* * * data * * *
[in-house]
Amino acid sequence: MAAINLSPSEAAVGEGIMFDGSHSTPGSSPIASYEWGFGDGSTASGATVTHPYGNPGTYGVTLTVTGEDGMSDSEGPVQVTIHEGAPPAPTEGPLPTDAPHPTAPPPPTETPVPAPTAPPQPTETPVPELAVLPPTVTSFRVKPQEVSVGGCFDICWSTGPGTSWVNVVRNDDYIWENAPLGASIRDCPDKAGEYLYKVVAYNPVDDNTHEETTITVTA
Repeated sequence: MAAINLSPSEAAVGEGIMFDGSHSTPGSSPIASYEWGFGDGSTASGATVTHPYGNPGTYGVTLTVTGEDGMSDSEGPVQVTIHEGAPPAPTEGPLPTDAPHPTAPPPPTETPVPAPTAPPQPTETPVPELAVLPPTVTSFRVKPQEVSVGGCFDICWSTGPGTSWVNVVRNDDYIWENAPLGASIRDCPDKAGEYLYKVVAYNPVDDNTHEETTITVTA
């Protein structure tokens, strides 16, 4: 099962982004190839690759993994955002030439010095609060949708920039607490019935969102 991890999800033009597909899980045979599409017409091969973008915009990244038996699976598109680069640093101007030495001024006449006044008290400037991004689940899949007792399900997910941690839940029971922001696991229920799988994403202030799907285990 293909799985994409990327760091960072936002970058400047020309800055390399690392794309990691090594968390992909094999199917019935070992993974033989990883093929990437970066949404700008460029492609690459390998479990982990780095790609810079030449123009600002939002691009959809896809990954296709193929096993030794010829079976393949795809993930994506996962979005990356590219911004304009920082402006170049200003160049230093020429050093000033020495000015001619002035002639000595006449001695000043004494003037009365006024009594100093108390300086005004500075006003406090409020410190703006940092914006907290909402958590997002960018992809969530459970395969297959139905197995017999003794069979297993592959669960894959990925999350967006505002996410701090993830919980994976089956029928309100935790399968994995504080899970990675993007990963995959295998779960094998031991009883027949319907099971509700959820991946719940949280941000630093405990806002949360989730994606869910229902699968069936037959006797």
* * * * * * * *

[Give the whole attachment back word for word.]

[in-house]
Amino acid sequence: MAAINLSPSEAAVGEGIMFDGSHSTPGSSPIASYEWGFGDGSTASGATVTHPYGNPGTYGVTLTVTGEDGMSDSEGPVQVTIHEGAPPAPTEGPLPTDAPHPTAPPPPTETPVPAPTAPPQPTETPVPELAVLPPTVTSFRVKPQEVSVGGCFDICWSTGPGTSWVNVVRNDDYIWENAPLGASIRDCPDKAGEYLYKVVAYNPVDDNTHEETTITVTA
Repeated sequence: MAAINLSPSEAAVGEGIMFDGSHSTPGSSPIASYEWGFGDGSTASGATVTHPYGNPGTYGVTLTVTGEDGMSDSEGPVQVTIHEGAPPAPTEGPLPTDAPHPTAPPPPTETPVPAPTAPPQPTETPVPELAVLPPTVTSFRVKPQEVSVGGCFDICWSTGPGTSWVNVVRNDDYIWENAPLGASIRDCPDKAGEYLYKVVAYNPVDDNTHEETTITVTA
């Protein structure tokens, strides 16, 4: 099962982004190839690759993994955002030439010095609060949708920039607490019935969102 991890999800033009597909899980045979599409017409091969973008915009990244038996699976598109680069640093101007030495001024006449006044008290400037991004689940899949007792399900997910941690839940029971922001696991229920799988994403202030799907285990 293909799985994409990327760091960072936002970058400047020309800055390399690392794309990691090594968390992909094999199917019935070992993974033989990883093929990437970066949404700008460029492609690459390998479990982990780095790609810079030449123009600002939002691009959809896809990954296709193929096993030794010829079976393949795809993930994506996962979005990356590219911004304009920082402006170049200003160049230093020429050093000033020495000015001619002035002639000595006449001695000043004494003037009365006024009594100093108390300086005004500075006003406090409020410190703006940092914006907290909402958590997002960018992809969530459970395969297959139905197995017999003794069979297993592959669960894959990925999350967006505002996410701090993830919980994976089956029928309100935790399968994995504080899970990675993007990963995959295998779960094998031991009883027949319907099971509700959820991946719940949280941000630093405990806002949360989730994606869910229902699968069936037959006797």